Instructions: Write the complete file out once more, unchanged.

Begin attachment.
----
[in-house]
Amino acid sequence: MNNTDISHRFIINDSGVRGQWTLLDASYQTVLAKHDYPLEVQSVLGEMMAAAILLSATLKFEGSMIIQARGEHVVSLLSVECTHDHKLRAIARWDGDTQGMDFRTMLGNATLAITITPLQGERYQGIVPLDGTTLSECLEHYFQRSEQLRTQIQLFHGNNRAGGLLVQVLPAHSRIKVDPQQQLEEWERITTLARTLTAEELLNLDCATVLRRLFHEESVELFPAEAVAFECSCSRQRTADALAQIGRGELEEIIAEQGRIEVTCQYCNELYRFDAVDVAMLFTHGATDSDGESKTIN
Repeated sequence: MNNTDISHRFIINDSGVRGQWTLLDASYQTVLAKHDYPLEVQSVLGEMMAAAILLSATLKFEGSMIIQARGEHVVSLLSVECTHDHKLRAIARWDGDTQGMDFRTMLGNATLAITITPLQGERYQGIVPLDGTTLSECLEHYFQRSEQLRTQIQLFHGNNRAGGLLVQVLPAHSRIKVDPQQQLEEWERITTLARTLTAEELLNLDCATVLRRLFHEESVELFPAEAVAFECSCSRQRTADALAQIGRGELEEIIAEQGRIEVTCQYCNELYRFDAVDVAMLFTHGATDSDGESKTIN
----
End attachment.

[in-house]
Amino acid sequence: MNNTDISHRFIINDSGVRGQWTLLDASYQTVLAKHDYPLEVQSVLGEMMAAAILLSATLKFEGSMIIQARGEHVVSLLSVECTHDHKLRAIARWDGDTQGMDFRTMLGNATLAITITPLQGERYQGIVPLDGTTLSECLEHYFQRSEQLRTQIQLFHGNNRAGGLLVQVLPAHSRIKVDPQQQLEEWERITTLARTLTAEELLNLDCATVLRRLFHEESVELFPAEAVAFECSCSRQRTADALAQIGRGELEEIIAEQGRIEVTCQYCNELYRFDAVDVAMLFTHGATDSDGESKTIN
Repeated sequence: MNNTDISHRFIINDSGVRGQWTLLDASYQTVLAKHDYPLEVQSVLGEMMAAAILLSATLKFEGSMIIQARGEHVVSLLSVECTHDHKLRAIARWDGDTQGMDFRTMLGNATLAITITPLQGERYQGIVPLDGTTLSECLEHYFQRSEQLRTQIQLFHGNNRAGGLLVQVLPAHSRIKVDPQQQLEEWERITTLARTLTAEELLNLDCATVLRRLFHEESVELFPAEAVAFECSCSRQRTADALAQIGRGELEEIIAEQGRIEVTCQYCNELYRFDAVDVAMLFTHGATDSDGESKTIN